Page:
[Ksplice][Fedora-17-updates] New updates available via Ksplice (FEDORA-2013-6034)

Phil Turnbull phil.turnbull at oracle.com
Thu May 2 10:50:34 PDT 2013

Synopsis: FEDORA-2013-6034 can now be patched using Ksplice
CVEs: CVE-2013-0914 CVE-2013-1929

Systems running Fedora 17 can now use Ksplice to patch against the
latest Fedora kernel update, FEDORA-2013-6034.


We recommend that all users of Ksplice Uptrack on Fedora 17 install
these updates.

On systems that have "autoinstall = yes" in /etc/uptrack/uptrack.conf,
these updates will be installed automatically and you do not need to
take any action.

Alternatively, you can install these updates by running:

# /usr/sbin/uptrack-upgrade -y


* Kernel crash in B.A.T.M.A.N. advanced meshing protocol.

A missing bounds check in B.A.T.M.A.N. packet processing could lead to
out-of-bounds memory accesses. A remote attacker could potentially use
this to crash the kernel if this protocol is in use.

* Kernel crash in SCTP protocol handler.

Due to a bug in the SCTP protocol handler, packets containing duplicate
cookie chunks will lead to inconsistent data structures. A remote
attacker could use this to crash the kernel.

* Use-after-free in virtio net host kernel accelerator.

A user-controlled variable was being used without sanitation. A
malicious guest VM could use this to cause a use-after-free and
subsequent kernel crash.

* Use-after-free in TCP fragmentation handling.

Under certain circumstances, MTU reduction on listening TCP sockets
may lead to prematurely freeing the socket. An attacker could use
this to crash the kernel.

* Locking imbalance in POSIX message queues.

When remounting an mqueue filesystem, an incorrect assumption about
the writability of the filesystem could lead to a locking imbalance
and a subsequent kernel hang.

* Use after free in generic journaling layer (JBD2).

Incorrect reference counting can lead to a use-after-free in the JBD2
subsystem. A malicious user could potentially use the flaw to crash the

* Kernel hang when unmounting ext4 filesystems mounted in 'journal' mode.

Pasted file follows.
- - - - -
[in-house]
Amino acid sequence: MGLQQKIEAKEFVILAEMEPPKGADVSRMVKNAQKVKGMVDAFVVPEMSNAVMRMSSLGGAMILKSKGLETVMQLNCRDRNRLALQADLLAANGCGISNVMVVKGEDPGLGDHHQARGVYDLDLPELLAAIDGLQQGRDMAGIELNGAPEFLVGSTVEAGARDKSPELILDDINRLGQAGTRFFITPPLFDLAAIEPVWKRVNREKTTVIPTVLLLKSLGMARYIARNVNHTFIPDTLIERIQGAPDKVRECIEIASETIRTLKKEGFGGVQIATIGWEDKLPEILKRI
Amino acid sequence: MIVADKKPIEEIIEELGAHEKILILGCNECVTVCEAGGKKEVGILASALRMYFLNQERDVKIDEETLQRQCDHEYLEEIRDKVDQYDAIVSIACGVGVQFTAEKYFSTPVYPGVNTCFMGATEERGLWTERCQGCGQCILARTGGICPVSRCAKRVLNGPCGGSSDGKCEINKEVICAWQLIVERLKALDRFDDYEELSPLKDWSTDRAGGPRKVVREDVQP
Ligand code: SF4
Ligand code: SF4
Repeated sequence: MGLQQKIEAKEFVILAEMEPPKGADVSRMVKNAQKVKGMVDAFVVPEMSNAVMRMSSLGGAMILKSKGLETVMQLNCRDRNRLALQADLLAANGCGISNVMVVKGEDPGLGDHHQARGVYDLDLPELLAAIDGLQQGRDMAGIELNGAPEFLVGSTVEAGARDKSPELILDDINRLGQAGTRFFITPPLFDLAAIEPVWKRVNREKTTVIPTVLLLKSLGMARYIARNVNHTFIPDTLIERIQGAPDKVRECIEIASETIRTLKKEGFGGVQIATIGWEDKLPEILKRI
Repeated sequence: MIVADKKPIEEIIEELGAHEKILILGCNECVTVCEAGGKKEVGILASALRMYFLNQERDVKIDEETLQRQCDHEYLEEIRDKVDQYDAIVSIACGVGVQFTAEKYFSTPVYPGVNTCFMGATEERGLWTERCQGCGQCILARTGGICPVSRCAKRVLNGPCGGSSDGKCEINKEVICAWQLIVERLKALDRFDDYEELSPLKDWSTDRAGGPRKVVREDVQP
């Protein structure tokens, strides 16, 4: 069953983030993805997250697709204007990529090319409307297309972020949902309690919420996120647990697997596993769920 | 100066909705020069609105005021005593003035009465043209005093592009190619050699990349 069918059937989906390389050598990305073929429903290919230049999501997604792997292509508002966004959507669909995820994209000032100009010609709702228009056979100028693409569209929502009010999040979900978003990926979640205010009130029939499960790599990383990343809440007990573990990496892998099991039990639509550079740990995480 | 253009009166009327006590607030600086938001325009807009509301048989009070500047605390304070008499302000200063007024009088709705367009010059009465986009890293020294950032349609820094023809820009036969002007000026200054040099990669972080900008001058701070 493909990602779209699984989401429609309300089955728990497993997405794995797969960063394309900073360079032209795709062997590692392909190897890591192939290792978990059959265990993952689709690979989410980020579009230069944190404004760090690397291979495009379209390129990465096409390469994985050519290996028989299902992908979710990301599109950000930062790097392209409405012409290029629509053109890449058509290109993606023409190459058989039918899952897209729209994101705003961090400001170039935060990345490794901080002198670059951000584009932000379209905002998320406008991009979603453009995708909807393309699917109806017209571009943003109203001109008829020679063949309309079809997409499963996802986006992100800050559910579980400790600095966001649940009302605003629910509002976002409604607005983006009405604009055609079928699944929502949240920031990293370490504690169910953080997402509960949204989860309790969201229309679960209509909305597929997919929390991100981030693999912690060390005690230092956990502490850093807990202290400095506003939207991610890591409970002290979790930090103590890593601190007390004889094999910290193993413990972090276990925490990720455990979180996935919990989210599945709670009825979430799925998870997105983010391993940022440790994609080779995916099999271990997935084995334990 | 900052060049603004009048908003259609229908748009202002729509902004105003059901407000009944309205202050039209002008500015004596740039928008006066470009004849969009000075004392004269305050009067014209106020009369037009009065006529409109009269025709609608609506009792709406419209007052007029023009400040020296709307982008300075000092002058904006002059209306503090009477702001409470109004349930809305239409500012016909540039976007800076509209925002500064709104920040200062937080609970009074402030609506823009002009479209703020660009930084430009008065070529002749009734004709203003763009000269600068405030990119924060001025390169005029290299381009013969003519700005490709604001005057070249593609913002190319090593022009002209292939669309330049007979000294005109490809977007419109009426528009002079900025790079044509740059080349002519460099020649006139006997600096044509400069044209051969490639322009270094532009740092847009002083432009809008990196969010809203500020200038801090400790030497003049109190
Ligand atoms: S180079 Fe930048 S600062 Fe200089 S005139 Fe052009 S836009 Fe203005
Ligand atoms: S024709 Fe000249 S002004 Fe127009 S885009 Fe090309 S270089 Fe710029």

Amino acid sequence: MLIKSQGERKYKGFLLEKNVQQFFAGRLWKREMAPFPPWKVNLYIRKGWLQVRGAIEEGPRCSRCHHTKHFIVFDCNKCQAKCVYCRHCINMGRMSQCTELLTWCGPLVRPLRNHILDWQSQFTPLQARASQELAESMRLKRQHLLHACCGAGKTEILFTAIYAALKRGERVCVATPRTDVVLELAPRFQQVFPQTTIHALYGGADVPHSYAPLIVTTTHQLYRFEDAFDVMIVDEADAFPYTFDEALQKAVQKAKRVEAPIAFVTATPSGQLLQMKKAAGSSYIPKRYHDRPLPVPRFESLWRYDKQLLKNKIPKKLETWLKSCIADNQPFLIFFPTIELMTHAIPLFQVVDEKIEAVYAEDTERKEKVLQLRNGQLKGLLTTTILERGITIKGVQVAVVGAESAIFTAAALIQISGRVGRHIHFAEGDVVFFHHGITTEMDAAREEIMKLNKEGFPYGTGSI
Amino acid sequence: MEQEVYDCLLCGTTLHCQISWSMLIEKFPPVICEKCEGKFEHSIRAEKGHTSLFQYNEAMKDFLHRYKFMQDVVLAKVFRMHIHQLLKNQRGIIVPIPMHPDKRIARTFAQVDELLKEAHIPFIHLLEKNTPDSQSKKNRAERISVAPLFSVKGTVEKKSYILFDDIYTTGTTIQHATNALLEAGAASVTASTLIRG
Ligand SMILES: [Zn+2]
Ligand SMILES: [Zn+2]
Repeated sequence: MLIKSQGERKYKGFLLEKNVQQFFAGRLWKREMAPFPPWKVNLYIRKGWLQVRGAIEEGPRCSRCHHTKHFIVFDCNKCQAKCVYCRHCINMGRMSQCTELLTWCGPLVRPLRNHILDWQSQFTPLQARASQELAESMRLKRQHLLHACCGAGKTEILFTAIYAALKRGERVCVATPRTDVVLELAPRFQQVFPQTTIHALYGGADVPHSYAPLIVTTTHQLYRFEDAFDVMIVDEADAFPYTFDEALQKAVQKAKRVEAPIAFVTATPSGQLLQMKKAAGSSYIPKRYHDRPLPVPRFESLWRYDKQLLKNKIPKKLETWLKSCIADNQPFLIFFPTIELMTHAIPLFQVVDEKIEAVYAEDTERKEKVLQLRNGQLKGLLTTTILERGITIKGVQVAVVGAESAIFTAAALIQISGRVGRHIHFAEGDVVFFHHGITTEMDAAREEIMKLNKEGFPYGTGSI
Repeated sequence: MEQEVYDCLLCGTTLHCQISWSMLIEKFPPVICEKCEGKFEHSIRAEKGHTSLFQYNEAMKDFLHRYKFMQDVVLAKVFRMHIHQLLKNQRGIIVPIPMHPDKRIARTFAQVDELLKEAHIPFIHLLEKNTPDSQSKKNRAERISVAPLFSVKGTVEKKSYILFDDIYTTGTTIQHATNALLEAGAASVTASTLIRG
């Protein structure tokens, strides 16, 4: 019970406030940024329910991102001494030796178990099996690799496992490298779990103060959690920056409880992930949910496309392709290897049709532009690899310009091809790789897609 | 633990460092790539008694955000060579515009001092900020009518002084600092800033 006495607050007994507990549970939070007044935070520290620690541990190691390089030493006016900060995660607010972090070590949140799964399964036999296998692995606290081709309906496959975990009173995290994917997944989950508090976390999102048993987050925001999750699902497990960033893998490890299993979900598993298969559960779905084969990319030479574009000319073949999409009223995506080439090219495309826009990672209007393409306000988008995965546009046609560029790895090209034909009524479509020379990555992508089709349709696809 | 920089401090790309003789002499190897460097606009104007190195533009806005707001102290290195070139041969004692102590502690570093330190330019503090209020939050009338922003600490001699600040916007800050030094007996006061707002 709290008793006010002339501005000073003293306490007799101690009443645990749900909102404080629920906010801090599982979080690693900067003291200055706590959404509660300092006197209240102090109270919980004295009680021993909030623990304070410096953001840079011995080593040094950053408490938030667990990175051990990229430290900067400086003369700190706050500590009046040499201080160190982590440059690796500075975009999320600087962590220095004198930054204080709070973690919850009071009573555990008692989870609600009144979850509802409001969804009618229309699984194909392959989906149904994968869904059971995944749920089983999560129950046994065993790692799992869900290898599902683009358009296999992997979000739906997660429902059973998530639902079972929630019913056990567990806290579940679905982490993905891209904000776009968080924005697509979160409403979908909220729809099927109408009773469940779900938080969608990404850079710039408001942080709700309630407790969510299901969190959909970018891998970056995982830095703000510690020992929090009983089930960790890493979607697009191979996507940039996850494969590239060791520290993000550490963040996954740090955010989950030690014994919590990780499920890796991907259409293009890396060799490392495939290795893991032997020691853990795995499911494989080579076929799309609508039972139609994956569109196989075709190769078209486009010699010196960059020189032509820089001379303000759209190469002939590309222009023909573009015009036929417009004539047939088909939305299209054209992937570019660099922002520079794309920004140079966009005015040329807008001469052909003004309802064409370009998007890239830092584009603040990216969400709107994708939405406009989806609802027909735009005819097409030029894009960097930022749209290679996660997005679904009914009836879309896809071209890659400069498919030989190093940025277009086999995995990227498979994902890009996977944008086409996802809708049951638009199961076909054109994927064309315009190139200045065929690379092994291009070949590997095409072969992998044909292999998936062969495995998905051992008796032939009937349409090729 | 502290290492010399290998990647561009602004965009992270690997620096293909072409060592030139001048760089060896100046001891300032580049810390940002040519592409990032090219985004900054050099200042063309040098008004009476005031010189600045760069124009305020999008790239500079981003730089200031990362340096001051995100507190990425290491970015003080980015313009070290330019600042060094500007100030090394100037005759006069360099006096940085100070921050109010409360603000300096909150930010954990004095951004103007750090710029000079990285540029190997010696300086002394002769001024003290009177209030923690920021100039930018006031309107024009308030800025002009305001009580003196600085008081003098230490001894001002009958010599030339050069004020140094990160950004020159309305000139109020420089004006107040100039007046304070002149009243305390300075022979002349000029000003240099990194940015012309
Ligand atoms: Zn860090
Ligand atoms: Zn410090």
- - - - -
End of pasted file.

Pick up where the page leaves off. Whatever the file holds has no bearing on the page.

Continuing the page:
Under certain circumstances, mounting and unmounting an ext4 filesystem
quickly can lead to a kernel hang. A local user with sufficient
privileges could use this to carry out a denial-of-service attack.

* NULL pointer dereference when closing Bluetooth SCO sockets.

Sockets which are in the middle of a connection process and were being
closed wouldn't stop the connection process properly, and would trigger
a NULL pointer dereference.

* Use after free due to directory read race in sysfs.

A race between reading and seeking a directory may occur due
to missing locking when executing the seek.

* Use after free on sysfs failure on readdir.

Errors in readdir weren't handled properly and internal structures were
released without being cleared, trigerring a use after free when they
were later used again.

* CVE-2013-1929: Buffer overflow in TG3 VPD firmware parsing.

Incorrect length checks when parsing the firmware could cause a buffer
overflow and corruption of memory.

* Buffer overflow when removing a PNFS device.

The buffer allocated for the removal command was too small, writing
too much data into it would have caused a buffer overflow.

* Missing security check when spoofing PIDs in user namespace.

Spoofing PIDs inside a user namespace without a PID namespace didn't
require admin priviliges.

* Privilege escalation in creation of user namespaces in a chroot.

Creating a user namespace inside a chroot may change the way permissions
apply on files under the root of the filesystem.